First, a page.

Unhappy New Year for markets

Thought of the day

by Chief Investment Office 04 Jan 2019

It took little time for equity markets to resume the selling and volatility that characterized the end of last year. On the second trading session of the new year, the S&P 500 fell by 2.5 %, led by a 5.1% decline in the tech sector. US Treasury yields also continued their decline, with the 10-year yield down to 2.56%, the lowest level in almost a year.

Why did this happen?

Equities sold off in response to a flurry of negative headlines that have greeted investors returning from the holiday season. The bad news started on Wednesday with the release of Chinese PMI manufacturing data that had entered contraction territory for the first time in 19 months. It continued on Thursday, first when US tech giant Apple cut its earnings outlook for 4Q18 by about 10%, rekindling fears that smartphone demand had peaked. Then the closely watched US ISM Manufacturing index came in at 54.1 for December, below consensus estimates of 57.5, and down from November's 59.3. Even more dramatic was the fall in the new orders component: 51.1 vs. 62.1 in November. These declines were likely distorted by companies front-running an expected increase in the US tariffs on China originally scheduled for 1 January.

But they have heightened investor concerns about slowing US and global growth. In addition, the partial US federal government shutdown and political rancor in Washington have exacerbated the uncertainty.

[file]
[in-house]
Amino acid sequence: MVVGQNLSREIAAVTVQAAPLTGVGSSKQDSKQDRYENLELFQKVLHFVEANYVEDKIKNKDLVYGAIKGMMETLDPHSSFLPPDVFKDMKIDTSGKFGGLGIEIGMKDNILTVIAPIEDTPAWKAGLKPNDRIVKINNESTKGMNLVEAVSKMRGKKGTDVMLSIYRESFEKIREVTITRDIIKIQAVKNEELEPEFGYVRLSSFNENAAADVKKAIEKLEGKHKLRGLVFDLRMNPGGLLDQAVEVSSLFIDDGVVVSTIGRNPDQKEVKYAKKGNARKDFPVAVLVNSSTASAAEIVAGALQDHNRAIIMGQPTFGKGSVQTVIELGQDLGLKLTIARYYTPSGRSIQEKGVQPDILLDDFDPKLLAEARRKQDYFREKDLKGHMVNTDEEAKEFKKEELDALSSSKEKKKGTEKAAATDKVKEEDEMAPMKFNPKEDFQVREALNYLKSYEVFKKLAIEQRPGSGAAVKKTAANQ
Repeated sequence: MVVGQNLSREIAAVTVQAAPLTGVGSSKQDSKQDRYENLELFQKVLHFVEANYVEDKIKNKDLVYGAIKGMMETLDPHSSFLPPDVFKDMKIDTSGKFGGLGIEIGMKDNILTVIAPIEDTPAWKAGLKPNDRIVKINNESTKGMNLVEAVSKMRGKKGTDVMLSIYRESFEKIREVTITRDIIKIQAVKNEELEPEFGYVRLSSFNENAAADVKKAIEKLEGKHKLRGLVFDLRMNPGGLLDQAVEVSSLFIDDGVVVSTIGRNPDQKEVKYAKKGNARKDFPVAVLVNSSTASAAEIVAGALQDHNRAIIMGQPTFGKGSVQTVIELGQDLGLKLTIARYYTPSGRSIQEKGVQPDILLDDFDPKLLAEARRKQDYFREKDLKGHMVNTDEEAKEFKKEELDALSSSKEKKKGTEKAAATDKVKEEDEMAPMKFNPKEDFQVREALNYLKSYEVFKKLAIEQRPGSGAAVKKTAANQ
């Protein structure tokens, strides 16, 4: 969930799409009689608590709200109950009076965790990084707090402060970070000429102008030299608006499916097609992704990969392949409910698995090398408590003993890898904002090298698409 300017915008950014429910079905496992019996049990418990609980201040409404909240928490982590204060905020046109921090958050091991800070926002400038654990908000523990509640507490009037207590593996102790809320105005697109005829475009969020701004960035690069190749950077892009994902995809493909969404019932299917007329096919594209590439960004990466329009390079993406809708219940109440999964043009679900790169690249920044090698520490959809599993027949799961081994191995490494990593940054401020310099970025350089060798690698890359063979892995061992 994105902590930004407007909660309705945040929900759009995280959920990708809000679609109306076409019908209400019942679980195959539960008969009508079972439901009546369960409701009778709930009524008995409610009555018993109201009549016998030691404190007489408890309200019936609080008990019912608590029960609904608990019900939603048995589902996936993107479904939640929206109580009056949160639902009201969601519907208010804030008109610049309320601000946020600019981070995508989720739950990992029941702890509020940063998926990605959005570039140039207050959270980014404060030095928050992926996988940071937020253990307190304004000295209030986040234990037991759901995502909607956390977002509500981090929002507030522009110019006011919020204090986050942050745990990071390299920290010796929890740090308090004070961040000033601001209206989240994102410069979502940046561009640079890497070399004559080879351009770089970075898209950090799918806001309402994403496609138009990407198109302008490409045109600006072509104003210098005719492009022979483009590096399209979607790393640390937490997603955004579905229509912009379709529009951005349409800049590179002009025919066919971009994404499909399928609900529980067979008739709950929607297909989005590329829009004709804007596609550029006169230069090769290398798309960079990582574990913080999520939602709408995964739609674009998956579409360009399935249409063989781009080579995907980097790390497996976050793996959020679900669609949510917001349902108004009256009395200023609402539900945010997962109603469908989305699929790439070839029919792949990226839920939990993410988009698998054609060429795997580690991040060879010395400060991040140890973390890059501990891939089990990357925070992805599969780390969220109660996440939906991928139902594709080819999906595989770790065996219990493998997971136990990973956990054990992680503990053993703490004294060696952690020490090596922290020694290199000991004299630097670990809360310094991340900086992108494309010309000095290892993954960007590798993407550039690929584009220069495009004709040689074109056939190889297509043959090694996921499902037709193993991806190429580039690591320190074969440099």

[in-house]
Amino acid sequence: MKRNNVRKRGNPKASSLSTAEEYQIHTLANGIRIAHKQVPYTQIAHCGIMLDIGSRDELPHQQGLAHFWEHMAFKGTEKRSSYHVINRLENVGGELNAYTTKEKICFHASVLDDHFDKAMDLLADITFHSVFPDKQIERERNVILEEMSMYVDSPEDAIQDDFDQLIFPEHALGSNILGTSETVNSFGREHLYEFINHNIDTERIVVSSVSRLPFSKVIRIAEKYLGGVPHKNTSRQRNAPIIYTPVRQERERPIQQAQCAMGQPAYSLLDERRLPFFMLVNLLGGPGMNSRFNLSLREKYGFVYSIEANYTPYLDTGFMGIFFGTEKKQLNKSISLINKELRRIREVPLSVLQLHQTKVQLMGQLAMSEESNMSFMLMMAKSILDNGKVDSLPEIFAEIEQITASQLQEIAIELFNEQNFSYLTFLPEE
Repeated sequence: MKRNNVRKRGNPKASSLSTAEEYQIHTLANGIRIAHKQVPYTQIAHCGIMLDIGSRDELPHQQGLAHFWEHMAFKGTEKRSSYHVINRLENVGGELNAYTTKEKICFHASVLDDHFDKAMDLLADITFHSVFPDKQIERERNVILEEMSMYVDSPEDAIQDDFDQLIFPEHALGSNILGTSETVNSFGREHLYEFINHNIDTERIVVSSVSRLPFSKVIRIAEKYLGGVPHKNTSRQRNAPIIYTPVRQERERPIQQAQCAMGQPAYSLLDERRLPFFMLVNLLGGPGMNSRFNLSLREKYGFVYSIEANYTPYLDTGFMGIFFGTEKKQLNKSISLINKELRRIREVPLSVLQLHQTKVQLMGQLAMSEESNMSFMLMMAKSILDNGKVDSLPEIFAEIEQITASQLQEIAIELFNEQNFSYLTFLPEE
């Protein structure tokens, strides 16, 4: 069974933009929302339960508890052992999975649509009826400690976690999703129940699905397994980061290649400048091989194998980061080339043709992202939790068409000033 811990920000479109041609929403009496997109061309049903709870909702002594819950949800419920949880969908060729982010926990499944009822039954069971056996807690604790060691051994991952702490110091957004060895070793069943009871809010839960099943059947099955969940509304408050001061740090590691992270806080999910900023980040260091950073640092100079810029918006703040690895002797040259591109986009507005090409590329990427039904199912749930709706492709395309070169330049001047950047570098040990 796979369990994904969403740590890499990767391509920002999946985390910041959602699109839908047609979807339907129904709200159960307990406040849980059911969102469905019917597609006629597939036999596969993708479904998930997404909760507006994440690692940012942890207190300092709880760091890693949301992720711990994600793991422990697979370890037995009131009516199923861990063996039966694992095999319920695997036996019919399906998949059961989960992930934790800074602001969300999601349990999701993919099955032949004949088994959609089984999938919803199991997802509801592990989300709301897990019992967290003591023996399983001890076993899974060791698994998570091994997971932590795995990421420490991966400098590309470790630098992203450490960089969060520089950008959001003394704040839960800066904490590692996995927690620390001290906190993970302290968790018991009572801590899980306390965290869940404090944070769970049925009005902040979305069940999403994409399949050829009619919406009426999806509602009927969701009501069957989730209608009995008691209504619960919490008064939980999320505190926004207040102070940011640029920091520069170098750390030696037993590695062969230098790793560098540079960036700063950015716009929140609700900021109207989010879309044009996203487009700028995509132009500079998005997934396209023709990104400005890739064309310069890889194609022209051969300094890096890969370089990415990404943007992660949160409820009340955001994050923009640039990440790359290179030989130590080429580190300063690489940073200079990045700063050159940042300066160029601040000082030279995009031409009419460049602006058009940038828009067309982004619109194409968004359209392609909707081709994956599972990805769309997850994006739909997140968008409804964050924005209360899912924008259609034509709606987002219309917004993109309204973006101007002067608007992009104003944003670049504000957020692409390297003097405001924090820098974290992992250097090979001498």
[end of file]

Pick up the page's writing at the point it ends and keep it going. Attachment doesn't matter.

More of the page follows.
What's our view?

Equity market valuations have clearly fallen in the sell-off. The S&P 500 entered last year at 18.5x forward earnings; it is now trading at 14x, below its long-term average of 15.2x. Global equities are trading around 13x forward earnings versus a long-term average of 15.7x. But greater short-term support for markets will likely materialize only when greater clarity about trade disputes emerges and leading economic indicators begin to stabilize or rise. While these uncertainties persist, investors should expect volatility to continue.

The decline in valuations suggests that this could prove to be a good long-term entry point. That said, significant uncertainty about the short-term path for some key market drivers remains, so investors should prepare for further volatility with countercyclical positions like exposure to the Japanese yen and a put spread.

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